In total, 28 models and eleven apps are featured, all of which include step-by-step instructions on how to build them. The examples are grouped in relation to their particular physics, which range from structural mechanics and fluid flow to heat transfer and equation-based modeling. Several exercise questions are incorporated into the mix, tying back to each example. An accompanying CD allows you to import the models for further changes and applications.

The apps are designed to both inspire and guide you throughout the app-building process. Here’s a look at some of the examples that you’ll find:

  • Andrew’s squeezing mechanism
  • Static and dynamic analysis of a 2D truss bridge
  • Static fluid mixer with rigid and flexible baffles
  • RLC electrical circuit
  • Permanent magnet generator
  • Transient heat transfer through a nonprismatic fin

Note: In an upcoming blog post, I will walk through the steps behind creating an app for the fin design referenced above. Stay tuned!

Turning Models into Apps Advances Simulation Technology

In the race to extend the accessibility of simulation power, the Application Builder is leading a new wave of promise. Rather than simply presenting results in a graph, simulation experts can now develop an interactive tool that makes running simulation tests and obtaining results a straightforward process. Simulation power will continue to extend its reach in the upcoming years as more experts embrace the opportunity to create simulation apps customized to their needs. Why not get started building apps today?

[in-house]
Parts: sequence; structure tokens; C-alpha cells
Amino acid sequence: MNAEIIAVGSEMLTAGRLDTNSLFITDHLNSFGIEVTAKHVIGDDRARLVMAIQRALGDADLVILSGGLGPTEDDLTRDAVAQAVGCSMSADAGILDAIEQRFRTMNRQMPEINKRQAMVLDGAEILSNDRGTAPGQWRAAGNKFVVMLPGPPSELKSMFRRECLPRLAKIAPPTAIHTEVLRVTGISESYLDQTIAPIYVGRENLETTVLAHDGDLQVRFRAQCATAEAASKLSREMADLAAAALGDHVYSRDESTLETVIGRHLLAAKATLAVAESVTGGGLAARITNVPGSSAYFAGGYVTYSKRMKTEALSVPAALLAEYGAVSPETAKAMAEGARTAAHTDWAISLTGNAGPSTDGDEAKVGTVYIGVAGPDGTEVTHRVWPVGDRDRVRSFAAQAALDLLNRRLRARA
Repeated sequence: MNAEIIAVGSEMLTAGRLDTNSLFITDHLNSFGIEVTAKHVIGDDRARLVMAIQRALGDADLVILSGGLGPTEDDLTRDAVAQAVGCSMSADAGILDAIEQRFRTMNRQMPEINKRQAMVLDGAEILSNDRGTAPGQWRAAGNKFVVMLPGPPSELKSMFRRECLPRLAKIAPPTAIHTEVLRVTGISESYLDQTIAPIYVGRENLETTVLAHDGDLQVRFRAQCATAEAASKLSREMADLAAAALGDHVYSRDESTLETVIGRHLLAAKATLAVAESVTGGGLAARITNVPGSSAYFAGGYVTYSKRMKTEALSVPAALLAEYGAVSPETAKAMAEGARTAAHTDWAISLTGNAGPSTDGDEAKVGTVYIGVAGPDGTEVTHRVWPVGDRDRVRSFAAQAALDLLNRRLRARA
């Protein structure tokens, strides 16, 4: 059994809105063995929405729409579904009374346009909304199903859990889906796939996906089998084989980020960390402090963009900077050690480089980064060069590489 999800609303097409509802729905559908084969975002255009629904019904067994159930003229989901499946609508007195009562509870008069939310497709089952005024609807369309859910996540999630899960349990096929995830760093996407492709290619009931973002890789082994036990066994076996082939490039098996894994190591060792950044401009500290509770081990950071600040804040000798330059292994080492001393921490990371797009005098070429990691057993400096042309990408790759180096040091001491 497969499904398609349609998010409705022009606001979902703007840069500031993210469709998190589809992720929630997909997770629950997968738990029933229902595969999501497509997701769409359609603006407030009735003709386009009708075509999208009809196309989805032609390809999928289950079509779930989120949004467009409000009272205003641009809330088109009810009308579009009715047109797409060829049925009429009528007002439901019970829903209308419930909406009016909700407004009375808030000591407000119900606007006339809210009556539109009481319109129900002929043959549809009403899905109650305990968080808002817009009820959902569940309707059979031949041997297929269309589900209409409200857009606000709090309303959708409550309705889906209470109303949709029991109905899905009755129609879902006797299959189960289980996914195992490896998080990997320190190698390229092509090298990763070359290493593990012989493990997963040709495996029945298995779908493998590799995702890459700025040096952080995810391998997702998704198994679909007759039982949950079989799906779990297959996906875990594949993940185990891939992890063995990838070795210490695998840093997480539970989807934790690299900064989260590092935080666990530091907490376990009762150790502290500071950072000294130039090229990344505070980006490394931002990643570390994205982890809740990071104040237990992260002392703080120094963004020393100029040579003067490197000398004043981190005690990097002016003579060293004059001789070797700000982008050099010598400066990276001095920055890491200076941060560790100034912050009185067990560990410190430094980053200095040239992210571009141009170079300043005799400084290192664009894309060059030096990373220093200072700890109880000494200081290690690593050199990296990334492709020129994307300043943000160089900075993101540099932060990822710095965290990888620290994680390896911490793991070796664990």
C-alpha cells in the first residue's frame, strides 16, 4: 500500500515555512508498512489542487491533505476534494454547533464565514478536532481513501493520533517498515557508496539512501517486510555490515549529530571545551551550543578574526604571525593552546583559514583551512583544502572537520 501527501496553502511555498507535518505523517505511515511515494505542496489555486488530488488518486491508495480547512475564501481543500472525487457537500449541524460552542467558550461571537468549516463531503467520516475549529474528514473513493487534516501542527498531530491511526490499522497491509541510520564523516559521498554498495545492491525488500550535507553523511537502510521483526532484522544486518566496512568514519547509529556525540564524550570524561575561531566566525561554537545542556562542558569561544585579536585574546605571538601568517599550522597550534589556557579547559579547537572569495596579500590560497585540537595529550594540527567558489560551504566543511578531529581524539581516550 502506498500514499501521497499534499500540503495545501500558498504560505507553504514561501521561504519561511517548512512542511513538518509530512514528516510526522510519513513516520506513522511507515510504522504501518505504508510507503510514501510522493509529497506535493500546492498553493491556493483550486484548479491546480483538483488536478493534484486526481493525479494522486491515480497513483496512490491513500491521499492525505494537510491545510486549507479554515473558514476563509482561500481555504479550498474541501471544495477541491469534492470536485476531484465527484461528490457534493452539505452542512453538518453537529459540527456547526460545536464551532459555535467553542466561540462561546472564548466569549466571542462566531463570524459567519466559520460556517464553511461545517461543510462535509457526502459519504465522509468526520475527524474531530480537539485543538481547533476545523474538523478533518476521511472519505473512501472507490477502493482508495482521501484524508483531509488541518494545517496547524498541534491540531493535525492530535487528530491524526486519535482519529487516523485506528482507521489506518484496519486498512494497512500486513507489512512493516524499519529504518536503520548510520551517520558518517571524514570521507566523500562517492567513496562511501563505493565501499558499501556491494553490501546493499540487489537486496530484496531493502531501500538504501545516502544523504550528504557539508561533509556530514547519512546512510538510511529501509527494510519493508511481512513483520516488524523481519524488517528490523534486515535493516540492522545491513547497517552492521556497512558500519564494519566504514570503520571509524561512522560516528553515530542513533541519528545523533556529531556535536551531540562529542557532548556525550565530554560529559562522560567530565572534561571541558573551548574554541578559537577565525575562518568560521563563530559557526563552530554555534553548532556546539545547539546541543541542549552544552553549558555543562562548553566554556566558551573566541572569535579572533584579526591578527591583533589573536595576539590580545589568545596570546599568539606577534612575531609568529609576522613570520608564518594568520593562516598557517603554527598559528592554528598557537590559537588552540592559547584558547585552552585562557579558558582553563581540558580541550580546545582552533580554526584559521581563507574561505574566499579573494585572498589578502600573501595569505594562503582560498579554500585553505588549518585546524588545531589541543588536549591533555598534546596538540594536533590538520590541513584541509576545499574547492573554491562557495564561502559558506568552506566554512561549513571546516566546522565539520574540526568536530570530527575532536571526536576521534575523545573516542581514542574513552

Learn How to Use the Application Builder and More in COMSOL5 for Engineers

To learn more about COMSOL5 for Engineers or to purchase the book, click here.

About the Guest Author

Dr. Mehrzad Tabatabaian is a faculty member and the program head for the Mechanical Engineering Department, School of Energy at the British Columbia Institute of Technology (BCIT). Along with over fifteen years of teaching experience, Tabatabaian performs research on alternative energy systems and serves as the research committee chair for the School of Energy. He has authored several textbooks and published papers in scientific journals and at conferences, and he also holds several patents in the energy field, including fuel cell, wind, and solar power. Recently, Tabatabaian has helped to establish a new division at the Association of Professional Engineers and Geoscientists of British Columbia (APEGBC), the Division of Energy Efficiency and Renewable Energy (DEERE), where he offers many seminars on topics like wind power and turbulent flow modeling.

Tabatabaian received his BEng from the Sharif University of Technology and later earned his MEng and PhD from McGill University. He also received a leadership certificate from the University of Alberta, holds an APEGBC PEng license, and is an active member of ASME. With around ten years of experience, Tabatabaian has been an active engineer in leading alternative energy, oil, and gas industries.